No. 1 Naomi Osaka overwhelms 15-year-old rising star Coco Gauff in U.S. Open showdown

AP, Kyodo

Naomi Osaka looked across the net after ending Coco Gauff’s U.S. Open in the third round Saturday night and saw the tears welling in the 15-year-old’s eyes.

Osaka also saw a bit of herself in the kid she’d just beaten 6-3, 6-0.

So the tournament’s defending champion and No. 1 seed, who is only 21 herself, comforted Gauff with a hug and words of consolation, then encouraged her to address the 23,000 or so folks in the Arthur Ashe Stadium stands who were pulling for the young American. Knowing how tough it is to lose, Osaka told her: “You need to let those people know how you feel.”

So Gauff obliged — a rare instance of a match’s loser addressing the crowd from the court. And was appreciative of Osaka’s gesture.

“She just proved that she’s a true athlete. For me, the definition of an athlete is someone who on the court treats you like your worst enemy, but off the court can be your best friend,” Gauff said later at her news conference. “I think that’s what she did tonight.”

Osaka got off to a quick start in the match, which lasted just 65 minutes.

“I’ve watched (Gauff) play a couple of times and I’ve always thought she was an incredible mover, so I thought I had to get going right off the bat,” Osaka said in her post-match interview.

Osaka held serve in the opening game with two aces and a pair of crisp backhand winners. She also nabbed the first break, as Gauff committed a game-ending double fault in the following game.

Gauff struggled with her serve throughout the match, but Osaka also found some difficulty as neither player managed to hold serve from the fifth through the eighth games of the set.

Osaka, who hit 24 winners in the match compared to eight by her opponent, let a few of her misses accumulate during this stretch, and also suffered a bit of bad luck when a key shot went out after striking the top of the net.

Still up a break at 5-3, however, Osaka held serve to take a one-set advantage.

From there, the Osaka native ran the table. After breaking her opponent in the first game of the second set, Osaka survived a triple-break threat in the following game.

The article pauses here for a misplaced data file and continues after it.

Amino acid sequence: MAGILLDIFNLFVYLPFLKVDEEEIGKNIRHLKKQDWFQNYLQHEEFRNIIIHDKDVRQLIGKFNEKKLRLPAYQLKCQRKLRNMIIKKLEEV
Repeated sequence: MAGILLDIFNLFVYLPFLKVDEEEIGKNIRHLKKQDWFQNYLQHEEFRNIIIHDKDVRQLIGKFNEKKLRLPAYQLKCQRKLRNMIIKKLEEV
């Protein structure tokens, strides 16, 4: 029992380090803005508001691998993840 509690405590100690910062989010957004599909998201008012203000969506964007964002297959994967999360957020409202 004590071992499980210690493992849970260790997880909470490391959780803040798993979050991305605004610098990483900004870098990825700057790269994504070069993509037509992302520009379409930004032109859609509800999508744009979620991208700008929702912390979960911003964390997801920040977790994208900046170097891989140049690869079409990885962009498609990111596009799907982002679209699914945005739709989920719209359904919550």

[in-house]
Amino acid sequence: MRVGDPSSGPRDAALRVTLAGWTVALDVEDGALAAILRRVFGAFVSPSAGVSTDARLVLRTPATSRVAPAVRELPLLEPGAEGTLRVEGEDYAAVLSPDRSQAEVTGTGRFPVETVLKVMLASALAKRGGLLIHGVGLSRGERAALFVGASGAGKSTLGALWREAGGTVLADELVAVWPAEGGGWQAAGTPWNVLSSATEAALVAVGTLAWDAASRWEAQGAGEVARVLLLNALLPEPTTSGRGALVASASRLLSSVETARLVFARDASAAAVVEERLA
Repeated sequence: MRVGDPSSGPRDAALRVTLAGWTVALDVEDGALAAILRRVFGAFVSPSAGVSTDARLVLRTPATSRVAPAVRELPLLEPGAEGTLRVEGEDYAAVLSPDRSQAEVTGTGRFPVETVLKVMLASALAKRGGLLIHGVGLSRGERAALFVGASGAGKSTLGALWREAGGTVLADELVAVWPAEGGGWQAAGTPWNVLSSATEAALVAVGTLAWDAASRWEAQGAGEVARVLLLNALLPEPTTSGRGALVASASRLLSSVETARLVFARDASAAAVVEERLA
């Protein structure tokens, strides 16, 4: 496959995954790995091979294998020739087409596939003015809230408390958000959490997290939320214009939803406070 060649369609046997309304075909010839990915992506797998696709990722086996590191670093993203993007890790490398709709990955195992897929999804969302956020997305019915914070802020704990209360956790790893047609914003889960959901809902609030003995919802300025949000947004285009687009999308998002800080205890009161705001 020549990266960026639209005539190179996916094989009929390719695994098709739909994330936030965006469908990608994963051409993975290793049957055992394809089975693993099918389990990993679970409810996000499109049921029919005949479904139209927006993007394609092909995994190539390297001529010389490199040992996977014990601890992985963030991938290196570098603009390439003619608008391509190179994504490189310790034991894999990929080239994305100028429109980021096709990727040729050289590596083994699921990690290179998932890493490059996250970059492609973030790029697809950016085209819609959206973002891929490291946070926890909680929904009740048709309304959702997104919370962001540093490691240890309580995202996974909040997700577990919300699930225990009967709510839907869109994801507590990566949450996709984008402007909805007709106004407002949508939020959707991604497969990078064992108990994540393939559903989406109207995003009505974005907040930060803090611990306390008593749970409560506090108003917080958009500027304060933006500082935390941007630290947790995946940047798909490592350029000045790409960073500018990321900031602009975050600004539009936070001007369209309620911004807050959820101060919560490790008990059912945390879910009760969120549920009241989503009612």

She also relied on her powerful serve to hold at deuce in the fourth game, when her game-winning ace was called out but overturned after a challenge. Osaka had five aces in the match to two by Gauff.

The final game was a love hold for Osaka, who faces world No. 12 Belinda Bencic of Switzerland in the fourth round.

Osaka is the world’s top-ranked player, but Gauff has generated all sorts of attention already. She was the youngest woman since 1996 to win two matches at Flushing Meadows, her follow-up to a captivating run to the second week at Wimbledon in July.

In this much-hyped showdown under the lights, Gauff often looked exactly like what she is: an immensely talented player who is still learning her way at tennis’ top level.

“We definitely know what we’ve got to work on,” Gauff’s father, Corey, said. “She wanted to win the match. It wasn’t, ‘See how well you can do.’ “

Osaka’s advantages in age and accomplishments — she is a two-time major champion, including at the Australian Open in January — played a role. So, too, did her on-target power.

“For me, this is the most focused I’ve been since Australia,” said Osaka, who’s had an up-and-down season since earning that trophy and is wearing a black sleeve on her left knee, which has been problematic lately.

Addressing Gauff, she said: “I’m so sorry for playing you (with) this type of mentality.”

When it ended, Gauff began to bawl on the sideline. Osaka approached her and they spoke, briefly, then later cried, too, while addressing Gauff’s parents on-court.

“For me, it’s crazy to me to see how far she’s come in such a little amount of time,” said Osaka.

Both players are based in Florida now and have known each other for a few years. Their fathers are friends.

“She was crying; she won. I was crying. Everybody was crying,” Gauff said. “I was like, ‘You won the match!’ “

Moving into the men’s fourth round were three-time champion Rafael Nadal and 2014 title winner Marin Cilic, who are the only past Grand Slam champs in their half of the draw and now must face each other. Cilic, the No. 22 seed, overcame his own 17 double-faults and withstood 40 aces from 14th-seeded American John Isner to win 7-5, 3-6, 7-6 (8-6), 6-4.

Other winners included No. 6 Alexander Zverev, No. 13 Gael Monfils, No. 24 Matteo Berrettini and unseeded Andrey Rublev, who beat the ever-combustible Nick Kyrgios 7-6 (7-5), 7-6 (7-5), 6-3.

Kyrgios is facing a possible suspension after calling the ATP “pretty corrupt” over a $113,000 fine it levied for outbursts at a tuneup tournament. He was relatively subdued Saturday, other than calling a line judge a “whistleblower” for reporting him to the chair umpire for cursing.

There’s always something with Kyrgios, who said afterward his eyes might have had trouble adjusting to the artificial lights in Ashe because he plays too many video games.